ASHLAND — Most of the businesses affected by the March 19 fire in downtown Ashland will be closed for at least a month, but they have yet to learn how much it will cost to repair water, smoke and structural damage.
Crews from Medford-based SERVPRO, a fire and water cleanup and restoration outfit, are cleaning up the soot and removing damaged pieces of the building on Ashland's Plaza in preparation for repairs.
Owner Tim McFall said it will take about two weeks to finish the cleanup.
Ron Hansen, owner of Gold & Gems, said the smoke damage is worse than he suspected, and it may take up to a month before his store is ready for customers again.
Police say the fire was started by Raymond Lee Wilson, 37, a homeless man who recently arrived in Ashland.
"I think it's safe to say that it's going to cost upwards of $50,000," Hansen said.
Insurance will cover most of that, said Hansen, but not all of the costs the business will incur as a result of the fire.
"Smoke does more damage than people think," he said.
He said the jewelry store's staff is making itself available for customers who need their jewelry serviced, but the air-ventilation system, furniture and walls within the store are going to need to be cleaned and possibly replaced before the doors reopen.
Hana Sushi will have to replace the ceiling above its restaurant, said owner William Barchet, but as of late last week, insurance adjusters hadn't finished assessing the damage.
Barchet said Hana likely will be closed for up to two months.
Sam Wong, whose family trust owns the building that houses Hana Sushi, the Ashland Painters Union, two apartments and the former American Trails store, said it likely will be a few months before any of the businesses can reopen.
Wong also owns the staircase near where the fire started.
The floor of the Painters Union gallery, which is above the ceiling of the former American Trails store, will need to be replaced, said Wong, adding that section of the building is currently unsafe to occupy.
Repairing it may take up to two months, he said.
The Painters Union and two apartments that share the building's second floor received considerable smoke damage. Soot is visible on every wall of the second story, cobwebs are black, and there is a strong stench of old smoke.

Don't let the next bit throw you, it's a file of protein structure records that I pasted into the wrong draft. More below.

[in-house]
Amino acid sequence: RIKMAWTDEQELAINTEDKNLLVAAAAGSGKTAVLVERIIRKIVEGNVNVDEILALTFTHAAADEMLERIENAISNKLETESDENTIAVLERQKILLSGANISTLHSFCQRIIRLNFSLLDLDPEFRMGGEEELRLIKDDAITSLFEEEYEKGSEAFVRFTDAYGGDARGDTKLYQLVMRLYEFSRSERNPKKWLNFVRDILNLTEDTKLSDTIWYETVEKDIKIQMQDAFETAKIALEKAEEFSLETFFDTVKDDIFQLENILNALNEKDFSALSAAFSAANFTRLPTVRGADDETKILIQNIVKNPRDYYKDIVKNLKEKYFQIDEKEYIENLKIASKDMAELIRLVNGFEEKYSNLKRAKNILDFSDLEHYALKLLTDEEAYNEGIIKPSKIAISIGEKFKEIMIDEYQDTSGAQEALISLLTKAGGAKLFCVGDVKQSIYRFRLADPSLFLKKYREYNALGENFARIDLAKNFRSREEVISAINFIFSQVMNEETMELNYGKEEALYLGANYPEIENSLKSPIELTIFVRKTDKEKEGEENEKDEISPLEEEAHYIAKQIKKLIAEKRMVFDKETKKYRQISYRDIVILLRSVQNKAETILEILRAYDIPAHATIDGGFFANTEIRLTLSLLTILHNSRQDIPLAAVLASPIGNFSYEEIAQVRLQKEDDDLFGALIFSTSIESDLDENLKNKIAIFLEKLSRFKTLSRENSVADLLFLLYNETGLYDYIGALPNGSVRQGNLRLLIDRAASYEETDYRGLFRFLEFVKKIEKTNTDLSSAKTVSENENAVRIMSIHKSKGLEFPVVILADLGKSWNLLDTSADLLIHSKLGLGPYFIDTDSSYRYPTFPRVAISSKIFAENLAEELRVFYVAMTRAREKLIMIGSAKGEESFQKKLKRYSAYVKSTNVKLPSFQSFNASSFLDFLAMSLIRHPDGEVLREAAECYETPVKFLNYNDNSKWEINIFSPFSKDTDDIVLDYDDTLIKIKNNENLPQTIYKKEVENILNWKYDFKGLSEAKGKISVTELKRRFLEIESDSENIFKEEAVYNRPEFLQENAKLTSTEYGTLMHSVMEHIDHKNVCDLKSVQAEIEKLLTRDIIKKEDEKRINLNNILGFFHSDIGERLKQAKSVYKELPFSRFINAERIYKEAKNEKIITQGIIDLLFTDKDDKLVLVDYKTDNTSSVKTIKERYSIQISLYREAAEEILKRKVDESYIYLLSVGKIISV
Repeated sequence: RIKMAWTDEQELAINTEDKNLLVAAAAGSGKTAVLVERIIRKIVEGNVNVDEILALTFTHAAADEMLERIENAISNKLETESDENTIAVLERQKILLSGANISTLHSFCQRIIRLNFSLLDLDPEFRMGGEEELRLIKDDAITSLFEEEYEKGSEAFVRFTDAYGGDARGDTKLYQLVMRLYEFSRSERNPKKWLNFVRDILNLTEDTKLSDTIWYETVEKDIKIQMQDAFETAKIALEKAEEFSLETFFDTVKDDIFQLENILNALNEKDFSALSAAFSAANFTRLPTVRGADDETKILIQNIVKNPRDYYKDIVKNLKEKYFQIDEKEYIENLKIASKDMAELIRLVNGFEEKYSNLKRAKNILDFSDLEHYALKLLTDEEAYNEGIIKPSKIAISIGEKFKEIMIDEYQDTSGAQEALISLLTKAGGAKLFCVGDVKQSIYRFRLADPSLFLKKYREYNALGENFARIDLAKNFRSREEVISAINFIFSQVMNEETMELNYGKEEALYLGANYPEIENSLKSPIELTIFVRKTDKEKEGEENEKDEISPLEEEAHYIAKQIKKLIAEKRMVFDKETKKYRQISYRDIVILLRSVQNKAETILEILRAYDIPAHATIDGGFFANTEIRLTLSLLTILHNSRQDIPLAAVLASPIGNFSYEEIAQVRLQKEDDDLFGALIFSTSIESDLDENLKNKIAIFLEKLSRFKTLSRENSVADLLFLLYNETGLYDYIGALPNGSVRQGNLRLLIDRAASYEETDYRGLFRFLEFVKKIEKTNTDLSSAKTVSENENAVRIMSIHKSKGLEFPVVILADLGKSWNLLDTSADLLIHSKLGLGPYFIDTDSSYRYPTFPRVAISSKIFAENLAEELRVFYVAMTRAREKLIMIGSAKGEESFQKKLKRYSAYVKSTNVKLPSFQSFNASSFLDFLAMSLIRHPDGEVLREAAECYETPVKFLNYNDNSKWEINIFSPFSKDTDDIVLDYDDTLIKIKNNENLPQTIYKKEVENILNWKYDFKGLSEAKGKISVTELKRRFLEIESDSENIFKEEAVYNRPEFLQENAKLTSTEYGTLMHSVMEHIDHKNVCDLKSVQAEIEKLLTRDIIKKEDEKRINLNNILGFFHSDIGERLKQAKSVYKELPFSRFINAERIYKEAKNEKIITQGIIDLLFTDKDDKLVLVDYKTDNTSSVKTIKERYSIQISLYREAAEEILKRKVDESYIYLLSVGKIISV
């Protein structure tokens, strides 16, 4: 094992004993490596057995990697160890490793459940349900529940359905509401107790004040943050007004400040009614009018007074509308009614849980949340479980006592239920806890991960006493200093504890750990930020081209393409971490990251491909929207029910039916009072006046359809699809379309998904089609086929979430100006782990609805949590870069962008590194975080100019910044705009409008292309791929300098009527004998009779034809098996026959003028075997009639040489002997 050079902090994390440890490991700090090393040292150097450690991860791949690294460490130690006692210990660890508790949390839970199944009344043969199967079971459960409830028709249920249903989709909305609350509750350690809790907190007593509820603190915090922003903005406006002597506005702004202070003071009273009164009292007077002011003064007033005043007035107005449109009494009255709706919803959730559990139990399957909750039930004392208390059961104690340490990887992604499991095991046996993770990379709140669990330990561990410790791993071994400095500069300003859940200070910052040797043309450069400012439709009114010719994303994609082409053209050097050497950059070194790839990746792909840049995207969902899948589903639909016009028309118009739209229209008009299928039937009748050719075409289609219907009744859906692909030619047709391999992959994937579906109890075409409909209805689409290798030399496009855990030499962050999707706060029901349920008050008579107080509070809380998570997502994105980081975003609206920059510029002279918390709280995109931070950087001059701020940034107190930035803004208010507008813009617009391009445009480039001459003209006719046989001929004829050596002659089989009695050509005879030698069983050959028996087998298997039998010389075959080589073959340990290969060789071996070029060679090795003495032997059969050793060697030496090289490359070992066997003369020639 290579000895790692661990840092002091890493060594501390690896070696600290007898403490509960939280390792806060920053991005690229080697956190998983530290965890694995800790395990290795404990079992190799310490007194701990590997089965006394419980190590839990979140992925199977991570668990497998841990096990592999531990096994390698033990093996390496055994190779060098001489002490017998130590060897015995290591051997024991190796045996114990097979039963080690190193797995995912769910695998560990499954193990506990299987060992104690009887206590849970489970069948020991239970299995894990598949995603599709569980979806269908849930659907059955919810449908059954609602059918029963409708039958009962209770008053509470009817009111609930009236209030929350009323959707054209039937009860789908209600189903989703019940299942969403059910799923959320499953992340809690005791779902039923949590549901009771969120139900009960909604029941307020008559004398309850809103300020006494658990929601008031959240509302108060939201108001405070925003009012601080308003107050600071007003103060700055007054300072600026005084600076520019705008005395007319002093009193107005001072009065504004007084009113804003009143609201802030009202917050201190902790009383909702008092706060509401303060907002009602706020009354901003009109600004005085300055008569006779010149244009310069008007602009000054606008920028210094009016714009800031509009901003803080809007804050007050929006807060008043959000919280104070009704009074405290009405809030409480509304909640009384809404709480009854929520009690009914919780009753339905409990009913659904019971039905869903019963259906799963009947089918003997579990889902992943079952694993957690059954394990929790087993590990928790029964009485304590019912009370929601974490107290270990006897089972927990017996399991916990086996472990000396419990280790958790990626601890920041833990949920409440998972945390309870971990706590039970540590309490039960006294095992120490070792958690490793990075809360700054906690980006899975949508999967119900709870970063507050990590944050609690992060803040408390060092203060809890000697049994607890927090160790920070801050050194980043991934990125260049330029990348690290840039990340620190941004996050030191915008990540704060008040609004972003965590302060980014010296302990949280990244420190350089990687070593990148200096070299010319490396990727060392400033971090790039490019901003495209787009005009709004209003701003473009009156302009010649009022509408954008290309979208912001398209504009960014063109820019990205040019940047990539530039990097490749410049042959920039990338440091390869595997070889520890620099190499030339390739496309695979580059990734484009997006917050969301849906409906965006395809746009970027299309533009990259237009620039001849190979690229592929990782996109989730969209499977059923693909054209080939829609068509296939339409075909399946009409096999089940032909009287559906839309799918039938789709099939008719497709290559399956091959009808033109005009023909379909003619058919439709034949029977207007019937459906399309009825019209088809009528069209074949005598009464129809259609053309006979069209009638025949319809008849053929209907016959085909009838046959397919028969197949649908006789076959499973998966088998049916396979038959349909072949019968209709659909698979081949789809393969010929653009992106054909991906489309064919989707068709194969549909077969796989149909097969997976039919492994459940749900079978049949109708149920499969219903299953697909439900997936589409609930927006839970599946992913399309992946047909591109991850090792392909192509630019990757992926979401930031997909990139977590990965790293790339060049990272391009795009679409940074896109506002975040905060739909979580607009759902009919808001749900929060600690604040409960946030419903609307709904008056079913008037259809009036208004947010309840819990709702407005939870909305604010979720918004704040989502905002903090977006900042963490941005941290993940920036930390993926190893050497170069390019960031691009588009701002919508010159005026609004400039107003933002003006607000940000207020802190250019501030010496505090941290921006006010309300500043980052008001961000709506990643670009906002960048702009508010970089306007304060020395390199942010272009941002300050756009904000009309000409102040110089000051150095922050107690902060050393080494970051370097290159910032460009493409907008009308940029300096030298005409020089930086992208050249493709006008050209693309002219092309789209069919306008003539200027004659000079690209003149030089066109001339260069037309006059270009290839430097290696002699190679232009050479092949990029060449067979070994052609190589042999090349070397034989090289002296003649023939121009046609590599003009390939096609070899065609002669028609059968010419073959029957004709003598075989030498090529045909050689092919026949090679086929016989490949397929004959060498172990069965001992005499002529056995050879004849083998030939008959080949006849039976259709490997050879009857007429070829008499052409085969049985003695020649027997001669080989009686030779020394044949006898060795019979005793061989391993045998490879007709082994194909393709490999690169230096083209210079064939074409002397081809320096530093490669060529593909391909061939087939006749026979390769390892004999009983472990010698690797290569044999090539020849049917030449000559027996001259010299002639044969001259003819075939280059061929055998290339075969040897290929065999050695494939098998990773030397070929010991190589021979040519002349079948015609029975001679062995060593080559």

Thread Hysteria, next to Gold & Gems, still had a subtle, lingering smell of smoke late last week, but was open for business with a deodorizer and dehumidifier running inside.
McFall said the dehumidifiers are used to remove moisture from the wood-studded buildings dowsed by water during firefighting efforts.
The Hong Kong Bar, located above Thread Hysteria, also will be closed for an undetermined amount of time because of the fire, said Manager Mel Bradley. The stairwell where the fire may have originated was the bar's fire escape, she said, and until it's refurbished, the bar will remain closed.
That repair may take a few months, said Wong.
Bradley said Hong Kong will have to replace its linens and clean the upholstery in the bar, which were damaged by smoke, but the business doesn't yet have an estimate for the costs.
Once McFall's crews are finished cleaning up the mess and demolishing damaged portions of the building, plans for structural repairs will have to be approved by the city of Ashland.
"We can't just go and do it all at once," said Wong.
An Ashland police officer spotted the fire shortly before 3 a.m. March 19. Wilson was arrested a short time later and is lodged in the Jackson County Jail on $200,000 bail.
Before he was arrested, Wilson also allegedly vandalized two stores, stole tobacco and energy drinks from one, and broke windows in a homeless man's truck that night, police said, all in the downtown area.
Wilson screamed incoherently during his arraignment hearing March 20 in Jackson County Circuit Court.
When Jackson County sheriff's deputies tried to seat him in front of a video camera that feeds to Judge Lorenzo Mejia's courtroom, Wilson grew red-faced and began crying.
Leaning toward the camera, Wilson shouted repeatedly for an attorney. As his screams grew louder and his statements became less intelligible, Mejia turned the volume off and disconnected the video feed.
"Obviously, Mr. Wilson has serious mental health issues," said Jackson County prosecutor Adam Peterson.
Wilson faces 13 charges, including five counts of first-degree arson; one count each of second-degree criminal mischief, burglary and theft; three counts of reckless endangering; and first-degree criminal mischief and menacing.
Peterson anticipates six additional endangering charges will be added following a grand jury hearing because further investigation has uncovered more potential victims from the fires Wilson allegedly started, he said.
Reach Ashland Daily Tidings reporter Sam Wheeler at 541-499-1470 or email email@example.com.